In baseball, you might be surprised at how many times you’re asked, “Do you like your mom or your dad?” or something along those lines.
The same goes for the question of which position you’re more attached to if you were a two-hitter in high school. It’s natural to want to play both because you love it and you’re good at it. However, it’s important to use spring training to determine where you can really excel. The same goes for the question of players who can digest all positions in the infield. If you ask them, “Do you feel most comfortable at shortstop, third base, second base, or first base?” most of them don’t have a good answer. This is because I played shortstop my senior year of high school, but I also played third or second base my freshman and sophomore years. Again, as mentioned earlier, you can make small adjustments based on your team’s needs. If not, the team can make arrangements for players to play redundant positions based on their skills.
As you can see, there are many questions in baseball that are surprisingly difficult to answer. And sometimes, the lack of an answer is the right answer. That’s the beauty of baseball. Therefore, the statement “There is no right way to play baseball” is not wrong. What works for you may not work for someone else, and what works for someone else may not work for you, and what works for someone else may not work for you. Baseball is a living thing, and you have to realize that exceptions to the textbook rules can happen all the time.
Ditch the restraints and get a fastball?
A look at Lee Sang-young with a lowered arm angle
In that sense, Jang Hoon’s wide-angle approach to hitting was actually far from a textbook form. However, he chose this approach throughout his career because he knew it was what he was comfortable with and that it produced quality balls. I think that’s why I hit 500 home runs and 3,000 hits at the same time, so the idea of teaching 100 players to hit the same way is outdated.
Every now and then, I get a video from a young player who says, “I’m hitting, and I want you to see if this is the right way to hit,” and that’s what Jang Hoon’s story is about. “If there are 1,000 batters in the world, there are 1,000 batting forms. If there are 1,000 batters in the world, there are 1,000 batting forms, and even if you teach 1,000 people the same thing in a textbook way, they’ll eventually find something that works for them.” Instead, he stops short of telling them what looks “most natural” when batting free, which is very realistic advice for a layperson used to watching baseball.
I mention this because I’m thinking of Lee Sang-young (LG), who immediately became the fourth starter after being drafted out of the mercantile service, only to be demoted to the second team after two games. A left-handed pitcher who throws a fastball that reaches up to 149km/h, Lee was a first-round pick for LG. He could have been a full-time starter in the first team at any time. In fact, he dominated the Futures League during his time with the team, raising expectations. Right after he left the team, he went 8-1 with a 2.63 ERA in the Futures League. It was no surprise that coach Yoon Kyung-yeop named him one of his four starters.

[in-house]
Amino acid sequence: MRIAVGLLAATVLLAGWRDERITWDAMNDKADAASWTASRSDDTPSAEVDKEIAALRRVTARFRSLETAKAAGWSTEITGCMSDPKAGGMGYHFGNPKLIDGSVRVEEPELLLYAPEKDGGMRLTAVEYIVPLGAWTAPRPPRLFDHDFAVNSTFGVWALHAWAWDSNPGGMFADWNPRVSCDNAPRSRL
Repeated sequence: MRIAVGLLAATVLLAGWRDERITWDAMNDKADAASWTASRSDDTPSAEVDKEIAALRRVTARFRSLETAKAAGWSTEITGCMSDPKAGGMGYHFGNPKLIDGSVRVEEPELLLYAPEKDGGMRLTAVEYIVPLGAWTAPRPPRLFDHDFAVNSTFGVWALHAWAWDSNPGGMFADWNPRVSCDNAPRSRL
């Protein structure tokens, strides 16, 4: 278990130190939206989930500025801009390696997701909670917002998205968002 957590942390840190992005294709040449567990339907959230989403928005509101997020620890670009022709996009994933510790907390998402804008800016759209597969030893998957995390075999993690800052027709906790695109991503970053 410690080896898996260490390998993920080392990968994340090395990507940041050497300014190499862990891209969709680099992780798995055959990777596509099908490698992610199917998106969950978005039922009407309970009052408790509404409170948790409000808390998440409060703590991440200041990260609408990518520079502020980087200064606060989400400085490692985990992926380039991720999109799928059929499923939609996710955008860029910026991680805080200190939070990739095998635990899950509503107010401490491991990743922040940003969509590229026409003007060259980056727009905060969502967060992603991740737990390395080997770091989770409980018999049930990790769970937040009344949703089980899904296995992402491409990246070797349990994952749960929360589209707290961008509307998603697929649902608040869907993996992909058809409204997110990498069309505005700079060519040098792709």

At last year’s Under-23 Baseball World Cup, Lee was the most dominant pitching talent. Although South Korea lost to Japan in the final, few pitchers on the national team pitched as well as he did. In fact, his performance on the mound helped the team finish as runners-up for the first time in U-23 World Cup history.
Behind the success, however, there was some criticism that his fastball wasn’t as good as it used to be. In his first start after leaving the military, his fastball only reached 141 mph, and he was relying more on his changeup than his offspeed pitches. It was a far cry from his high school days. Add to that the fact that he was dropping his arm angle almost to a sidearm, and it was clear that he wasn’t taking full advantage of his height. To the uninitiated, it could be argued that he was sacrificing his control for his pitches. I compared Lee’s pitching form from his high school days to his commercial career.온라인바카라
As a result, I could see that the way he threw was different from his high school days. Of course, even in high school, he didn’t throw with his elbow fully extended, but he didn’t go beyond the range of a left-handed orthodox pitcher’s pitching form. This was much the same in his early years as a pro, but shortly after his military service and discharge, he found himself throwing with a sidearm, almost like Kim Dae-yoo (now KIA). In Kim’s case, a major change was necessary as he entered his 30s, but in Lee’s case, one can’t help but wonder if he’s lost his biggest advantage (high batting average) because he’s still young.
Of course, there is no right answer to this. If there are 1,000 pitchers, there should be 1,000 pitching forms. However, with that in mind, there’s no doubt that he needs to refine his game a bit more in the Futures League.